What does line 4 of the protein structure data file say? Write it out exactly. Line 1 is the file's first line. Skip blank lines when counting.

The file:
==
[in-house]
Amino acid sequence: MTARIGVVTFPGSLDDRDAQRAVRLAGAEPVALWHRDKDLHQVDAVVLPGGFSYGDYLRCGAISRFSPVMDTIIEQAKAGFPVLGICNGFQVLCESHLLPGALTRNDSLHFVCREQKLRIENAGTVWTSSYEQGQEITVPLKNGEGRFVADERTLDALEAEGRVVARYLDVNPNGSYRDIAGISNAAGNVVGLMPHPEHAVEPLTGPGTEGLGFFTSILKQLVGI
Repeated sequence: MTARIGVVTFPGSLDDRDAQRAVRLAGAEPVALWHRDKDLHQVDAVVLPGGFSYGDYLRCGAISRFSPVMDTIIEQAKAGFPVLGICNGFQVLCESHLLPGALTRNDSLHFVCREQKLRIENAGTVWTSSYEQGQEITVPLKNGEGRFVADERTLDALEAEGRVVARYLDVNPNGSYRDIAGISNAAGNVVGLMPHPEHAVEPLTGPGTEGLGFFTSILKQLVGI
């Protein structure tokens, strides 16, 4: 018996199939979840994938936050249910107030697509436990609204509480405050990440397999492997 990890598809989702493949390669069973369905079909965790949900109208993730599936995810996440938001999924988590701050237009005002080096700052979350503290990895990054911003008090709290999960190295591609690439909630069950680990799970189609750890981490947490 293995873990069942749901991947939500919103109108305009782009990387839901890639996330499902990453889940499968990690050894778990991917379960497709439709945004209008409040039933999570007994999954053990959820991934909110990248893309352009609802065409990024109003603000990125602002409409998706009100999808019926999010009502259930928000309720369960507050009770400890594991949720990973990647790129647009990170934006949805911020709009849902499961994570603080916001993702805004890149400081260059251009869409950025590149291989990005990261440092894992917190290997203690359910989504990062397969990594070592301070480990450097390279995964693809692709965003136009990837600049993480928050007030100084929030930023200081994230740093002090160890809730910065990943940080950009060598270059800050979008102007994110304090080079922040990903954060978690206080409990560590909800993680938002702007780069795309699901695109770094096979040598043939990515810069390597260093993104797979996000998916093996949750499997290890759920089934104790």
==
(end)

């Protein structure tokens, strides 16, 4: 018996199939979840994938936050249910107030697509436990609204509480405050990440397999492997 990890598809989702493949390669069973369905079909965790949900109208993730599936995810996440938001999924988590701050237009005002080096700052979350503290990895990054911003008090709290999960190295591609690439909630069950680990799970189609750890981490947490 293995873990069942749901991947939500919103109108305009782009990387839901890639996330499902990453889940499968990690050894778990991917379960497709439709945004209008409040039933999570007994999954053990959820991934909110990248893309352009609802065409990024109003603000990125602002409409998706009100999808019926999010009502259930928000309720369960507050009770400890594991949720990973990647790129647009990170934006949805911020709009849902499961994570603080916001993702805004890149400081260059251009869409950025590149291989990005990261440092894992917190290997203690359910989504990062397969990594070592301070480990450097390279995964693809692709965003136009990837600049993480928050007030100084929030930023200081994230740093002090160890809730910065990943940080950009060598270059800050979008102007994110304090080079922040990903954060978690206080409990560590909800993680938002702007780069795309699901695109770094096979040598043939990515810069390597260093993104797979996000998916093996949750499997290890759920089934104790």